Over the years, I've bought a range of beer at MGM. As a result, I now only by from the cooler since it seems that some of the craft beer can sit on the shelf while, especially singles that can often be severely out of season. Since a daily beer in six pack form is the goal if stopping, I look for something mainstream craft that's probably moving well--like a Summit seasonal, Rogue, New Belgium, etc.

 If you stop at MGM (possibly many MGMs, but definitely the one in IGH), buy carefully from the cooler and it will be just fine.  If you're looking for super cool singles, head to the Four Firkins or The Ale Jail.  

Wednesday, June 20, 2012

St. Paul Summer Beer Fest 2012 (State Fair Grounds, St. Paul, MN)

International Bazaar stage

According to my notes, I haven't been to the St. Paul Summer Beer Fest since 2009 when it was at Midway Stadium.  While 2009 was a perfectly good time, the Midway location wasn't the conducive location for a fun festival.  Good beer, but drinking in a parking lot didn't cut it and was a part of why I hadn't returned.  When some friends, Heather and Scott, suggested we do the festival together, I thought it was time for a return visit at the state fairgrounds location.

After a Chipotle stop, we showed up early to the fest and stood in line--to my surprise--in the sun.  I predicted we'd have rain, or at least clouds.  Plenty of sun (and a bit of a burn, unfortunately), but a great day to drink. Hit list in hand, we headed in at 1:30 pm, an 1/2 hour before the posted time.  There was a bit of confusion as to when to start serving beer--some people (Jeff and Gene!!!) got beer before 2 pm (and my theory was I wasn't cute enough).  At 2 pm, we headed back to the grassy area for Surly, etc in  for the start of the day.

Beer crowds under the bazaar 
For taking notes, I only took a pen and decided to rely on the festival program because the organization seemed promising online.  For a festival, my main consideration for a program is the ease of use when drinking.  Period.  For the Great Taste of the Midwest in Madison, my main critique of the festival is that the program becomes useless  because it lists the breweries by state. It's impossible for me to find the state, then the brewery, etc.  It needs to be alpha order or something very clear and easy to navigate because--well, you know why.   With large numbers in the corner for each brewery, the program for the St. Paul Summer Beer Fest looked to be good organization.  

However, since the matching numbers weren't on the brewery booths, I had to look at the map in the center of the guide to see which set of numbers I was near and then head to the general location in the festival program to flail around until I found the actual beer in my glass.  In short, the program was hard to use.  The numbers would be great if the physical space was clearly marked for each brewer so that it could be easily located.  I would think that the brewers would want patrons to be able to very easily get to the right spot in the program since the purpose of the festival is sell more beer through name recognition. Plus, there wasn't an alpha order list of the breweries, so it was very difficult to find a brewery by name because the only option was to scan the entire list for a particular brewery. Maybe fewer patrons care about this than I do, but I don't see where program confusion is a benefit for anyone.  I would prefer an alpha list with the numbers beside the name to locate on the map.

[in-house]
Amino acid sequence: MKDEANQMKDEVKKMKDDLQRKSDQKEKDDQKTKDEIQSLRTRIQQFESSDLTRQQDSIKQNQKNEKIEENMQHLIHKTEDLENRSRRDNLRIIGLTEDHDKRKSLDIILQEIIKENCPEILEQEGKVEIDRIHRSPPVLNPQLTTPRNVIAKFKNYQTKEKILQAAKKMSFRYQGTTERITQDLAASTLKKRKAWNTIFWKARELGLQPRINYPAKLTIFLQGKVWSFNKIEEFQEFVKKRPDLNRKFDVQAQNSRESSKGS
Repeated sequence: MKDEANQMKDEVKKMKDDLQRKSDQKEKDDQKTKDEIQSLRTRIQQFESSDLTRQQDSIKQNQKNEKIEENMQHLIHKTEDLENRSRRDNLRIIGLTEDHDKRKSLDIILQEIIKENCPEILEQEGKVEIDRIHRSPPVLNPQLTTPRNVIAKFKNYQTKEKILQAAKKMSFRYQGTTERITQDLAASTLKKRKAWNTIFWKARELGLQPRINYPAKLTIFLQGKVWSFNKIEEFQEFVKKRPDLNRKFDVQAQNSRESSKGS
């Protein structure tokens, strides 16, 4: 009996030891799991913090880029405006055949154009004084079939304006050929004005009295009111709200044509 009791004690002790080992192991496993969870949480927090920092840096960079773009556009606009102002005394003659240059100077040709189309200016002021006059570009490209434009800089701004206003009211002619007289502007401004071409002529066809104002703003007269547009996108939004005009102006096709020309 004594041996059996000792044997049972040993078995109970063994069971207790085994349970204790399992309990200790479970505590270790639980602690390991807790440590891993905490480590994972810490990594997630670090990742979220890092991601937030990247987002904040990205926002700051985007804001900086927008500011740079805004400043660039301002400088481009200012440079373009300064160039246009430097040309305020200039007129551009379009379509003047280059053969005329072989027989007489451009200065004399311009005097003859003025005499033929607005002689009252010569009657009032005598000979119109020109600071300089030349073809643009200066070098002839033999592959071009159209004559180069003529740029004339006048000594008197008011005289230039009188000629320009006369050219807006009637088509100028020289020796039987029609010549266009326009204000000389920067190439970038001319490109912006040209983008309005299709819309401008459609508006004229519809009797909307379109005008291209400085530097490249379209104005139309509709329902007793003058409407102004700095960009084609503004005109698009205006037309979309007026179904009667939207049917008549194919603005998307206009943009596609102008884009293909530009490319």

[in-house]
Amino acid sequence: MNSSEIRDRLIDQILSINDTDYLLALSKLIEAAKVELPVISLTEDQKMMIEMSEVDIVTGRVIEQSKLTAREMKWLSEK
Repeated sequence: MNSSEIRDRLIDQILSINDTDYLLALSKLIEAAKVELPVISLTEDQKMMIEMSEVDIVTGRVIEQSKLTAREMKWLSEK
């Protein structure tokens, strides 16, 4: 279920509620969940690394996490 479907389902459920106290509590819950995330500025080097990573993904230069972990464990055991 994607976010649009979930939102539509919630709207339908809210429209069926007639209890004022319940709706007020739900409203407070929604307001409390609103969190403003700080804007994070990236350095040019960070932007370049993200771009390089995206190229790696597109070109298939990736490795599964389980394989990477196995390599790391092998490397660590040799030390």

While my analysis of the program may make it seems like I didn't have a good time, I really enjoyed the festival.  While the picture above looks crowded, it was not a problem to get from beer to beer.  Everything is very much contained is an easily navigable space. The music from the stage was great and served as a nice background when not too close to the stage--it was a bit loud for me when right up front. Locating the festival at the International Bazaar is a great idea and the setting is a plus that will encourage me to return.

For the pre-festival prep, my hit list had 39 beers that are new to me from breweries I've tried before and 14 brand new breweries.  This should be more than enough to keep me entertained for four hours. As it turns out, it was more than enough.  I counted 38 new beers on the list--not all of them from the original hit list.  The accuracy of what was offered compared to what was listed in the program varied considerably from brewery to brewery, so I tasted several that I wasn't aiming to drink.  Nine new breweries on the day as well, which is really good for a local festival.   McNeill's Brewery from Vermont was best new brewery I sampled; good beers across the board, the Dark Angle Stout was my favorite.  For a new Minnesota brewery, Third Street Brewhouse from Cold Spring was a good initial experience, especially the Lost Trout Brown Ale.  However, Olvalde's Brynhildr's Gift was easily the best beer on the day--an amazing brew that I will most definitely be finding in the near future.